Wednesday, August 03, 2005

Casualty count and interview with Ava

Good evening, we'll start out with Democracy Now!

21 Marines Die in Iraq OverTwo-Day Period
Fourteen Marines and a civilian interpreter were killed early today in western Iraq making it one of the deadliest days for U.S. forces in months. Seven more Marines died on Monday.

Coalition Death Toll in Iraq Tops 2,000
The overall U.S. military death toll in Iraq has now topped eighteen hundred and the total number of coalition troops killed has passed 2,000.

You read the two things above and you start wondering what planet the people saying, "Oh no, we're winning!" are living on. Yes, the deaths are hidden away and our lap dog press won't fight back on that, but what is the magic number we hit before we can start having a honest dialogue?
And what's Hillary Clinton's magic number?

Everyone here knows I love the book What's My Name Fool? If you haven't read it, look it up. But here's something C.I. passed on by the author of the book, Dave Zirin's latest at CounterPunch.

Rafael Palmeiro and the Politics of Distraction

A close compatriot of President Bush squats in a scandal so malodorous it led news shows from coast to coast. It's a scandal that some say is too hot for Bush to comment on. But there was the President, speaking without a stammer or stutter on this issue of pressing national concern.
There was only one curious twist. The scandalized bosom buddy was not the bosomy Karl Rove, but Baltimore Orioles first baseman Rafael Palmeiro. Yes, in an era of war and economic crisis, Bush took time to rush to the defense of a four-time All-Star who has become the highest profile casualty of Major League Baseball's steroid testing program.
Bush called Palmeiro a "friend" and said, "He's testified in public [to being clean], and I believe him.... Still do." Presidential lickspittle Scott McClellan also made clear at a White House press briefing that Palmeiro has the full support of the Oval Office. It no doubt will puzzle future generations (or present ones, for that matter) why the President felt compelled to comment on what a 40 year old ballplayer may or may not have ingested. But the reasons are clear enough. This is a case of how the Bush administration's Politics of Distraction have turned around to nip the President in the tush. It all began at the January 2003 State of the Union address when Bush inexplicably took time to talk tough on steroids. As New England Patriots quarterback Tom Brady grinned next to the First Lady, Bush put the plague of steroids on the front burner of the national consciousness. This was Politics of Distraction 101, a classic ploy to give the public something to chew over instead of those two pesky countries the US armed forces happened to be occupying.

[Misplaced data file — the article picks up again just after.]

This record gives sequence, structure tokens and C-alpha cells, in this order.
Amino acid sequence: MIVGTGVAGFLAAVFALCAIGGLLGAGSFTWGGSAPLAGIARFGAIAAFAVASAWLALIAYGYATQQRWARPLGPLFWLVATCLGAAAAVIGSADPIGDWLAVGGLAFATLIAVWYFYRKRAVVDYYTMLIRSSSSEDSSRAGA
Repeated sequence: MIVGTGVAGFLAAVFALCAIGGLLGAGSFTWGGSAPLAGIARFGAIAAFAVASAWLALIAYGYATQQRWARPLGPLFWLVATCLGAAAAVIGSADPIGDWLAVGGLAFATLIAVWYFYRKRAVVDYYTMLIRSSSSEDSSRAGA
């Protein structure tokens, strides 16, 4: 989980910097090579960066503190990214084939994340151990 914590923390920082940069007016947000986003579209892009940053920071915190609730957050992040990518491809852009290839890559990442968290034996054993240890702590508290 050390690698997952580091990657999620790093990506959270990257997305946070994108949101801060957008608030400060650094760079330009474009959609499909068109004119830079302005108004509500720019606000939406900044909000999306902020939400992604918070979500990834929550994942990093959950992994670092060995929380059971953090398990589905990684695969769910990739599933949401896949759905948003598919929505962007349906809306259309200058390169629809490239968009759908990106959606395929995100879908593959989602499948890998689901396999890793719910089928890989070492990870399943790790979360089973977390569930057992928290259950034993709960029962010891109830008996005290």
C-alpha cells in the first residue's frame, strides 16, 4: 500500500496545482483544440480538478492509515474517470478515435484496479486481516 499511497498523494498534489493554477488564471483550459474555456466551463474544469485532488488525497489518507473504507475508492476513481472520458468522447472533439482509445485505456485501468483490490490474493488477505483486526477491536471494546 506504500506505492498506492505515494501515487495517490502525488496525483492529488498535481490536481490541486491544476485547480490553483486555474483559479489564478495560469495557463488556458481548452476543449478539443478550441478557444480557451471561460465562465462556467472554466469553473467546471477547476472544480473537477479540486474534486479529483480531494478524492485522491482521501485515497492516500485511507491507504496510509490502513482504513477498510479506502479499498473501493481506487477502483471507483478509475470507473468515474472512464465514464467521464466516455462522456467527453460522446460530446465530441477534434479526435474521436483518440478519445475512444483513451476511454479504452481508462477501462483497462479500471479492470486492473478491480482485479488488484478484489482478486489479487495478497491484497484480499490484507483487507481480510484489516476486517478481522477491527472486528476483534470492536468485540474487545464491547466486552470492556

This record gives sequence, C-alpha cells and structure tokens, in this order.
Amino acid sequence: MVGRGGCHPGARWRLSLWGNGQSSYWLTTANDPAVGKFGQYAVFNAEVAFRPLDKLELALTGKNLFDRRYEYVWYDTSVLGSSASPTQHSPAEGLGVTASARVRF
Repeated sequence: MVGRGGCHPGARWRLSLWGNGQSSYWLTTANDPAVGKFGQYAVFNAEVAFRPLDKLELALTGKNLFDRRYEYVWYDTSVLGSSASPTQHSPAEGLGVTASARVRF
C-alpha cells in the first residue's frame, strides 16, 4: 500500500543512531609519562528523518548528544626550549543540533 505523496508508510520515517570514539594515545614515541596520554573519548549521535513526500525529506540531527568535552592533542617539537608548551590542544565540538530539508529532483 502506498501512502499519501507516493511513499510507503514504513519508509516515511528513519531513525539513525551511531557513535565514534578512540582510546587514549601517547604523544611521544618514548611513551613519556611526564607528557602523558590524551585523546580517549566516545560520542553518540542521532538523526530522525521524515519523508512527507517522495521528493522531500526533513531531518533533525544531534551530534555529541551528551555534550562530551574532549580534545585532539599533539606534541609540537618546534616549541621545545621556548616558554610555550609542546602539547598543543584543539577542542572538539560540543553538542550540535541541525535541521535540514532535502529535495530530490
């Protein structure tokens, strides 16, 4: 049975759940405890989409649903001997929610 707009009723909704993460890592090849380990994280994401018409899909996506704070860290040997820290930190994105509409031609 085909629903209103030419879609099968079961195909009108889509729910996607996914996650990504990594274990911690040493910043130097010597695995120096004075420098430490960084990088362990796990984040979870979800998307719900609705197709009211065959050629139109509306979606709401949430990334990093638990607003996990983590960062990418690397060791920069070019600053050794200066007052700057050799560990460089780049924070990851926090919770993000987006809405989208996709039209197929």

Now, I'm dropping the e-mail discussion tonight because I want to put up an interview that I did.

Last night, I gave you a heads up to a roundtable that would be going on at The Common Ills. I couldn't reach C.I. due to morning meetings but I did reach Ava. If you haven't read the roundtable you should. Here's my interview with Ava from this morning.

So I had talked to Gina and Krista and I think the roundtable was great but I thought there were going to be more topics?

Ava: That was a many hour discussion, every topic you can imagine was addressed. We were looking at it and thinking what hell is was going to be to type up all our notes and get it posted.